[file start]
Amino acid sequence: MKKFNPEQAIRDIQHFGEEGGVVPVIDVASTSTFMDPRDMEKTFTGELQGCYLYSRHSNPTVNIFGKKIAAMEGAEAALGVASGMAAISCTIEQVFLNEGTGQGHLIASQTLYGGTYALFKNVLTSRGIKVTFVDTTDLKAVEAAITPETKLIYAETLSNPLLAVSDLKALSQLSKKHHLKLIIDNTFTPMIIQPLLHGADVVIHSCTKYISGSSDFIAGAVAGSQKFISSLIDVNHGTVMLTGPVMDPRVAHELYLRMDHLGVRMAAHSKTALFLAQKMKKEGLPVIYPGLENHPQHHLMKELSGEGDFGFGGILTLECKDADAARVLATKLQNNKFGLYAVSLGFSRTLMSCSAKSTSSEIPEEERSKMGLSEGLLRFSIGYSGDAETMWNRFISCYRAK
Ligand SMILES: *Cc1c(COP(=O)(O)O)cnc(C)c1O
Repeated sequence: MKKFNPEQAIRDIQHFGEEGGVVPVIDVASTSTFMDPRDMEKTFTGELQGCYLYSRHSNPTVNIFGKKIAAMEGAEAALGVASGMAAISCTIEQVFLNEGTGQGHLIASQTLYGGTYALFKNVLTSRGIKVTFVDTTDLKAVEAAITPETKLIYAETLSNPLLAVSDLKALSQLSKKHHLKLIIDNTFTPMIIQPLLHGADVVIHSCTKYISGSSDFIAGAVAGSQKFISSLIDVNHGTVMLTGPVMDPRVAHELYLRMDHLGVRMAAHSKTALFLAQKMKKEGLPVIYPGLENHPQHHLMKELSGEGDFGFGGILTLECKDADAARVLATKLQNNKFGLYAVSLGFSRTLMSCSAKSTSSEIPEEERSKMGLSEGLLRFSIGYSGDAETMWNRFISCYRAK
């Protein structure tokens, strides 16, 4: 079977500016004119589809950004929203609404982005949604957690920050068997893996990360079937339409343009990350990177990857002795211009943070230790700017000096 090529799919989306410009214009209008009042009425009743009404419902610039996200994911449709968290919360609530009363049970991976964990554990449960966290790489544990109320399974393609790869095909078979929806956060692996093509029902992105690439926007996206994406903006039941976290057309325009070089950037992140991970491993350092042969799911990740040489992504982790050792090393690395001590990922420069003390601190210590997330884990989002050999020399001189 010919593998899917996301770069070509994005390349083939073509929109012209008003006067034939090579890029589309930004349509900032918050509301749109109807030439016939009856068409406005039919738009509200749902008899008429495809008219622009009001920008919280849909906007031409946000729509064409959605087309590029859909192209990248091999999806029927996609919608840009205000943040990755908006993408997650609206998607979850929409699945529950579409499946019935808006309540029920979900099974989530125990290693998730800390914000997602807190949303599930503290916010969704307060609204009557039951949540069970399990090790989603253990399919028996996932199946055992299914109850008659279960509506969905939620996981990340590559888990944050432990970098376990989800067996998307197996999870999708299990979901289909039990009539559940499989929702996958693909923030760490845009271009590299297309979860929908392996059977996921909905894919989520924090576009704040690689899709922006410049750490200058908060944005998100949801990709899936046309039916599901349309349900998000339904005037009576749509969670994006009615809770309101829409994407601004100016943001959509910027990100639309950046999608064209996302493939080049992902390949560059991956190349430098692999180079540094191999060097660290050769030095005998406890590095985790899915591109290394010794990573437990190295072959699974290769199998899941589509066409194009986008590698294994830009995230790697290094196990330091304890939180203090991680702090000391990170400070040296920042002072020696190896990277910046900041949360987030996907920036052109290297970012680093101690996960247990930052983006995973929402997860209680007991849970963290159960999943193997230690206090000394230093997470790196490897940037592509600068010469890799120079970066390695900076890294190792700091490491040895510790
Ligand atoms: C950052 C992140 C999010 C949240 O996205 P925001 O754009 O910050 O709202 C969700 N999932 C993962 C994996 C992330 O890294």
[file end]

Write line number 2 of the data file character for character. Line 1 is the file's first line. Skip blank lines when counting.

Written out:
Ligand SMILES: *Cc1c(COP(=O)(O)O)cnc(C)c1O